Vote Bank politicking is always toxic. It polarises communities and generates hatred and violence. And most often innocent bystanders end up as the victims of collateral damage.
And this is exactly what happened last year, when the Congress-led government in Karnataka decided to celebrate for the first time, the birth anniversary of the controversial Tipu Sultan — erstwhile ruler of Mysore.
As news of the celebrations spread, riots broke out all over the state. Members of various aggrieved communities who had documentary evidence that Tipu had either massacred or forcibly converted their ancestors during his reign started the protests. They were egged on by various political parties wanting to fish in troubled waters. The most violent protests came from Kodagu (Coorg), one of the areas which was worst affected by Tipu’s brutal invasions and forcible conversions.
And, as usual, the saner voices of historians and other scholars got lost in the din.
It is not surprising therefore that the clamour has started rising once more as the Karnataka Chief Minister has announced that, come what may, he will be celebrating for the second year in succession the birth anniversary of the ruler who was viewed as a tyrant and mass killer by many. Petitioner KP Manjunath a resident of Kodagu requested the Karnataka High Court to stop this event, citing the violence it had generated last year.
The division bench at the High Court which heard the petition was headed by Chief Justice Subhro Kamal Mukherjee who during the preliminary hearing, asked the government why it was celebrating the birth anniversary of Tipu Sultan, “who was not a freedom fighter, but a monarch who fought the opponents to safeguard his interests”. The court also questioned the logic behind the Congress-led Siddaramaiah government’s plans when tensions are high and violent and clashes took place last year during the celebrations. However on Thursday, 3 November, the court disposed of the petition by putting the onus on the Chief Secretary. It said that since this was a policy decision by the cabinet, the petitioner should directly appeal to the government through the Chief Secretary and get a decision before 8 November.
The Court did not attempt to address the more fundamental questions of whether the government was right in spending taxpayers money on such a controversial event when the state was facing more severe and immediate problems…. Or whether it was correct to celebrate the birthday of an erstwhile king at such an expense in a secular country which has actually through Article 18 of its Constitution, abolished royalty.
So who really was Tipu? Freedom fighter? Social reformer? Secularist who donated largesse to religious institutions? Or was he a religious fanatic who forcibly converted thousands of Hindus and Christians into Islam? Was he a superb war strategist who used the famous indigenously made Mysore rockets to fight valiantly against the British? Or was he an ambitious ruler of his times whose perception of humanity and the value of human lives was very different from what it is today? Was he an usurper of the kingdom of Mysuru or its saviour?
Probably he should just be viewed as a ruler of his times who did what any other ruler would have done to consolidate and expand his kingdom.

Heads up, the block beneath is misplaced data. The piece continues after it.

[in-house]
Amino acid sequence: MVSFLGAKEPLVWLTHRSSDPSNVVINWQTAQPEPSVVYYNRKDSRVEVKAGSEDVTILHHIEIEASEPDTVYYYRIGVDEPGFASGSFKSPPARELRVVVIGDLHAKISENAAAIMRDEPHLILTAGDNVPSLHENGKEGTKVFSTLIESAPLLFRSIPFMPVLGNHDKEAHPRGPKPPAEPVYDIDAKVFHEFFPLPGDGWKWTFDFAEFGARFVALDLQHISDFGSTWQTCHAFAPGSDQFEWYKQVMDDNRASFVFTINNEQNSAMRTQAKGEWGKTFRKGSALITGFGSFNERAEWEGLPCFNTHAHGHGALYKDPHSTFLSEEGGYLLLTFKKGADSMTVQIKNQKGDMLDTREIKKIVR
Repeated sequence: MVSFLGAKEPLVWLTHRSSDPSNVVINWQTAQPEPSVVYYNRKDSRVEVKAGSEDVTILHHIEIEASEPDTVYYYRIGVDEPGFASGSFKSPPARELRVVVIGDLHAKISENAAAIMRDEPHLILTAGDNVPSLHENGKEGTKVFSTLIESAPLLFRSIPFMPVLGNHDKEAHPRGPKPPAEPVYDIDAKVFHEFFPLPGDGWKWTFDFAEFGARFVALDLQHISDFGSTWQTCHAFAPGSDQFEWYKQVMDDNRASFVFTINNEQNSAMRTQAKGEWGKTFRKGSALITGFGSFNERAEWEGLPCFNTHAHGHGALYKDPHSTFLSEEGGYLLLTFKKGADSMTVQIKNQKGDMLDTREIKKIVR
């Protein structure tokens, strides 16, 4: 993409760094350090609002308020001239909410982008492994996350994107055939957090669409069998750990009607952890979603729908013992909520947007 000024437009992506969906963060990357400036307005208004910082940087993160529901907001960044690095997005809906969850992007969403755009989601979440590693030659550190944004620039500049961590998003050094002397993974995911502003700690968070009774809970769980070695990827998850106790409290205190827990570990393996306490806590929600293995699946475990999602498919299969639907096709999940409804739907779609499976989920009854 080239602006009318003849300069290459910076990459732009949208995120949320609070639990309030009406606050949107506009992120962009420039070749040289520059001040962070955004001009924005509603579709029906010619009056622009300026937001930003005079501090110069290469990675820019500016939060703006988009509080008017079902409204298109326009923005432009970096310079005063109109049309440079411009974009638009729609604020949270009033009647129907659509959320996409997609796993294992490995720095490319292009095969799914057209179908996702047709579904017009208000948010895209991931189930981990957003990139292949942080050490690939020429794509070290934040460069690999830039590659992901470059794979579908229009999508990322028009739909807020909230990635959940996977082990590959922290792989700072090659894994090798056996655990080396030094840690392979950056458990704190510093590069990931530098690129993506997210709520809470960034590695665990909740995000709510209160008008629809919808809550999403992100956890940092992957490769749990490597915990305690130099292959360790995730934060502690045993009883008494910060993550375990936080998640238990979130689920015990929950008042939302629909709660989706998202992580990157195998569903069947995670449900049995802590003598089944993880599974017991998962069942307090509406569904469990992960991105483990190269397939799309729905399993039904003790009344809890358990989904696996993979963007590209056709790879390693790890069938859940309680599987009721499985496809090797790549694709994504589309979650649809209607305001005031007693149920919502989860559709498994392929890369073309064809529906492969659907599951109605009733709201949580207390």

According to historian Richard Cavendish: “Tipu Sultan, the Tiger of Mysore, or Tippoo Sahib as the British called him, was the Indian ruler who resisted the East India Company’s conquest of southern India. Public opinion in England considered him a vicious tyrant, while modern Indian nationalists have hailed him as a freedom fighter, but both views are the products of wishful thinking. A small, plump man with a round face and black moustache, who wore clothes glittering with jewels, Tipu was vigorous, forceful, brave, warlike and cruel; a devout Muslim ruling a mainly Hindu population. He had inherited the throne from his father Haidar Ali, who had driven out the previous Hindu dynasty.”
No historian or politician can actually wish away the fact that Tipu was a cruel and ruthless ruler. My own grandparents never celebrated Deepavali because it was on this auspicious day that Tipu killed our ancestors…. over 700 men, women and children belonging to the families of two of his Mandyam Iyengar pradhans who he believed had betrayed him. They had been kept in dungeons for months on end until he found a symbolic day on which to annihilate them. Their bodies were dumped in the Cauvery which, according to family legend, turned red with their blood. Tipu’s soldiers also ransacked their sacred temple at Melkote and stole the precious Vairamudi crown made of uncut diamonds. The assault on this peaceful agricultural community forced them to abandon their lands and flee to safer places. All this happened within the living memory of my great-great-grandparents
The killing of Mandyam Iyengars (the community to which Chief Minister Jayalalitha also belongs) is not recorded in most of the accounts of Tipu’s massacres probably because their numbers were few and the story was passed on to us only through oral history. In comparison the annihilation and forcible conversions of thousands of Kodavas, Nairs, Namboodiris, Syrian Christians, Manglorean Catholics, Konkani Hindus and others has been documented by various contemporary historians and other narrators.
The point is bloody wars have been waged before that and will probably continue to be waged in the future. History is history and we can neither wish it away nor brush it away. But we should also not let politicians manipulate history or historical figures to suit their own agenda or for short term political gains.